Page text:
As discussed in the previous section, several different proposals have been made in the literature about how best to reduce the size of the search space during POCL planning. These include:
To resolve these conflicts, we performed experimental comparisons of POCL planners using a variety of flaw selection strategies. We gave particular attention to the comparison of LCFR and ZLIFO, because of the their apparently conflicting claims. LCFR generates its search space treating all flaws uniformly, using a least-cost approach to choose among them. ZLIFO distinguishes between flaw types (non-separable threats, open conditions, and separable threats), and uses a modified LIFO approach to select among the flaws in each class. The original LCFR studies would have led us to predict that ZLIFO would generate larger search spaces than did LCFR, but Gerevini and Schubert found just the opposite to be true. We aimed, then, to explain this discrepancy.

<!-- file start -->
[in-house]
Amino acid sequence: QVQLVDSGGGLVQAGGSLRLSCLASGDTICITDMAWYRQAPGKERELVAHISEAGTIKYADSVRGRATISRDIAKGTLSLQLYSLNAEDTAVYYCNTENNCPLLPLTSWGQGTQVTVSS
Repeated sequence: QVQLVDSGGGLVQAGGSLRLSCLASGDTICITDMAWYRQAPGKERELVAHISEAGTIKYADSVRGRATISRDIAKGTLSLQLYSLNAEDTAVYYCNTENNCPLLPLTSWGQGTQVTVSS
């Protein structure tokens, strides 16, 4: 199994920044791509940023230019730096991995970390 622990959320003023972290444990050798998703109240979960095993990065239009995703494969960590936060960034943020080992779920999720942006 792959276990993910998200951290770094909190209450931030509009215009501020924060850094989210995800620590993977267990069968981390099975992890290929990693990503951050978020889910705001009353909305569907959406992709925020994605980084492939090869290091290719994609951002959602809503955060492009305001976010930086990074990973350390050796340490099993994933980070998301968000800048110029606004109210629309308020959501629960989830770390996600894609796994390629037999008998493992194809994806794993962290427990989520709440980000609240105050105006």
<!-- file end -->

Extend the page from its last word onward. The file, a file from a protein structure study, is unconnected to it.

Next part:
Our principal focus was on search-space size, for two reasons. First, the puzzle raised by LCFR and ZLIFO is one of space, not time. As we mentioned earlier, it is easy to see why ZLIFO would be faster than LCFR, even on a per node basis. A least-cost strategy must compute repair costs, while ZLIFO need only pop a stack containing the right type of flaws. The puzzle for us was not why ZLIFO was faster, but why it generated smaller search spaces. Second, we believe that understanding the effect of search control strategies on search-space size can lead to development of approximation techniques that produce speed-up as well; the QLCFR strategy [Joslin & Pollack, 1994] and Srinivasan and Howe's strategies (1995) are examples of this.
However, a secondary goal was to analyze the time requirements of the strategies we compared, and we therefore collected timing data for all our experiments. As we discuss in Section , the strategy that tends to generate the smallest search space achieves enough of a reduction to pay for its own overhead, by and large.